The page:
Background: Diagnostic imaging of pediatric blunt abdominal trauma is evolving in light of increased attention to radiation exposure. We hypothesize that the implementation of imaging guidelines has reduced total CT scans without missing clinically significant injury. Methods: We retrospectively reviewed blunt trauma patients age 0–17 with solid organ injury who underwent CT scan at our academic level 1 pediatric trauma center between 2005 and 2014. Variables including total annual trauma admissions and CT scans, demographics, injury characteristics, and procedures were recorded. Descriptive statistics, Fisher exact and rank sum testing were performed. p < 0.05 defined significance. Results: Overall percentage of abdominal CT scans decreased significantly after protocol implementation. There were 498 solid organ injuries in 403 subjects. There was a significant decrease in the median percentage of low grade injuries (1.3% versus 0.6%; p = 0.019) but no difference in high grade injuries (1.3% versus 1.1%; p = 0.394). No patient had death, readmission or delayed diagnosis of injury requiring intervention. Conclusion: Implementation of imaging guidelines for blunt abdominal trauma decreased the incidence of low grade solid organ injuries at our institution, but did not inhibit diagnosis and safe management of high grade injuries. Selective imaging of trauma patients decreases childhood radiation exposure and does not result in delayed bleeding or death. Level of evidence: Level III, retrospective study.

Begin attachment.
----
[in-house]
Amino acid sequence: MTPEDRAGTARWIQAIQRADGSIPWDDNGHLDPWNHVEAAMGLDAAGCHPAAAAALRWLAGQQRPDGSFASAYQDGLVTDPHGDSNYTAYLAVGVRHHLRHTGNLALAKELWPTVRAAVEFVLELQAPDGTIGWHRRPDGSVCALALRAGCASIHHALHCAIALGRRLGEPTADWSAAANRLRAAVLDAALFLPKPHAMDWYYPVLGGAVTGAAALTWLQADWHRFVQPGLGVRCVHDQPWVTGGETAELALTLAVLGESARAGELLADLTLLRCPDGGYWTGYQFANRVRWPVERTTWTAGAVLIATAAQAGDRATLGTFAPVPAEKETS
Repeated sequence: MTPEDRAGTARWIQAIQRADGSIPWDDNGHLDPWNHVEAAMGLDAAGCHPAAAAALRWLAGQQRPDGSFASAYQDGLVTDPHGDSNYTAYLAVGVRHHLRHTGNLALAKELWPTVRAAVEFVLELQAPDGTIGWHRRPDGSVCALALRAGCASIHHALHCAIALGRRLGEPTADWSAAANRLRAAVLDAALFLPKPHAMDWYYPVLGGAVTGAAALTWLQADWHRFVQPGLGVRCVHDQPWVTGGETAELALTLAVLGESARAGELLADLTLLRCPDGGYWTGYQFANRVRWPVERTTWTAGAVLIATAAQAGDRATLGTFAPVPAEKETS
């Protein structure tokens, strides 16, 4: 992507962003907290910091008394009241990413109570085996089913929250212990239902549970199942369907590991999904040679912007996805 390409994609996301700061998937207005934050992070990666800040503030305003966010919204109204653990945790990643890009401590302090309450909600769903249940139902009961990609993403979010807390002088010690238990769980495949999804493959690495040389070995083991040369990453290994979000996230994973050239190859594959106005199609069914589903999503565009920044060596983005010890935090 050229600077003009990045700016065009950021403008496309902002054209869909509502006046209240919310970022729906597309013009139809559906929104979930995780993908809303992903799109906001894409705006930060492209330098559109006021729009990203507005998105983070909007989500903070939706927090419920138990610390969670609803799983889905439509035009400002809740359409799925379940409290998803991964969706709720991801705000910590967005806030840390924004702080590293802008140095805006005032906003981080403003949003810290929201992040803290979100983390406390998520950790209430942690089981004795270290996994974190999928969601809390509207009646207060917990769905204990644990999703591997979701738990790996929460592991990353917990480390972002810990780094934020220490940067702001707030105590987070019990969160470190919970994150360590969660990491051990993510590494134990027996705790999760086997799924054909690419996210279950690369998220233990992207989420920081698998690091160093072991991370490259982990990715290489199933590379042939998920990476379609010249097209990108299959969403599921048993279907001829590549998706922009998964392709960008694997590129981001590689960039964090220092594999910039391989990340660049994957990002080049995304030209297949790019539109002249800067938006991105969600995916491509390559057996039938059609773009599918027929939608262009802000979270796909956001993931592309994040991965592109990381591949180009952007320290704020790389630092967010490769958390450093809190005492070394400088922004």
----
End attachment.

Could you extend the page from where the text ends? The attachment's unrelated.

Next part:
- Injury grade
- Solid organ
ASJC Scopus subject areas
- Pediatrics, Perinatology, and Child Health